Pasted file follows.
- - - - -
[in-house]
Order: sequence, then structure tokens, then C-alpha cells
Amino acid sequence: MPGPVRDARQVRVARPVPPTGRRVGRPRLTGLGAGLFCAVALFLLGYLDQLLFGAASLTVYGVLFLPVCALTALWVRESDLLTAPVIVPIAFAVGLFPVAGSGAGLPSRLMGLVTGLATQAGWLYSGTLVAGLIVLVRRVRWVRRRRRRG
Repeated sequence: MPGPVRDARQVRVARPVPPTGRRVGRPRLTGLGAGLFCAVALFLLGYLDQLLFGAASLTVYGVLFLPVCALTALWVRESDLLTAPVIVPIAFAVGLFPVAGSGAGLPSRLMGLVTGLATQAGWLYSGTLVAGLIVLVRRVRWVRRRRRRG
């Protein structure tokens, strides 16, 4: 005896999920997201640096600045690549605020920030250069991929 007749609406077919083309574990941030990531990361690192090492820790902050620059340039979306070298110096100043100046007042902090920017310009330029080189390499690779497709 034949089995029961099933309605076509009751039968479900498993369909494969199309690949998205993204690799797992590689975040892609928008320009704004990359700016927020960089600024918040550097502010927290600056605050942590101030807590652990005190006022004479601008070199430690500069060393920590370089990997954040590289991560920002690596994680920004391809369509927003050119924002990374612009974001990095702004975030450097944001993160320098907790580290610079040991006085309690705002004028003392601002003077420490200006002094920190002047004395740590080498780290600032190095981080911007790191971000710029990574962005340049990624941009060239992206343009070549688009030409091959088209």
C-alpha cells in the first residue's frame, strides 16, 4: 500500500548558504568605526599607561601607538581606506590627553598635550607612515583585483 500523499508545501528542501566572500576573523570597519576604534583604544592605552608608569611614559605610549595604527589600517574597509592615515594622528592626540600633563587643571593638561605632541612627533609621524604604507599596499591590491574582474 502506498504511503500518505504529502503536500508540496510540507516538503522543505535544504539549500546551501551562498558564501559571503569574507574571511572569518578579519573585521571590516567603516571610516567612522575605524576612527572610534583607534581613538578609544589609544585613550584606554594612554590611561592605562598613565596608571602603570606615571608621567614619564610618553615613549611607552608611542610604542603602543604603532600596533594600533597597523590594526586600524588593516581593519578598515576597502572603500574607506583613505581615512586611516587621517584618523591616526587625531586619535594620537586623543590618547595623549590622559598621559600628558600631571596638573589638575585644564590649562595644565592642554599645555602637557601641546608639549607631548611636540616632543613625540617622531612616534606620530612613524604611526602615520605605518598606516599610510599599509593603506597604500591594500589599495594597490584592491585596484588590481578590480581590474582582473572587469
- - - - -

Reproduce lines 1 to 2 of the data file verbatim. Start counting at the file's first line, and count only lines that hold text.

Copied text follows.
[in-house]
Order: sequence, then structure tokens, then C-alpha cells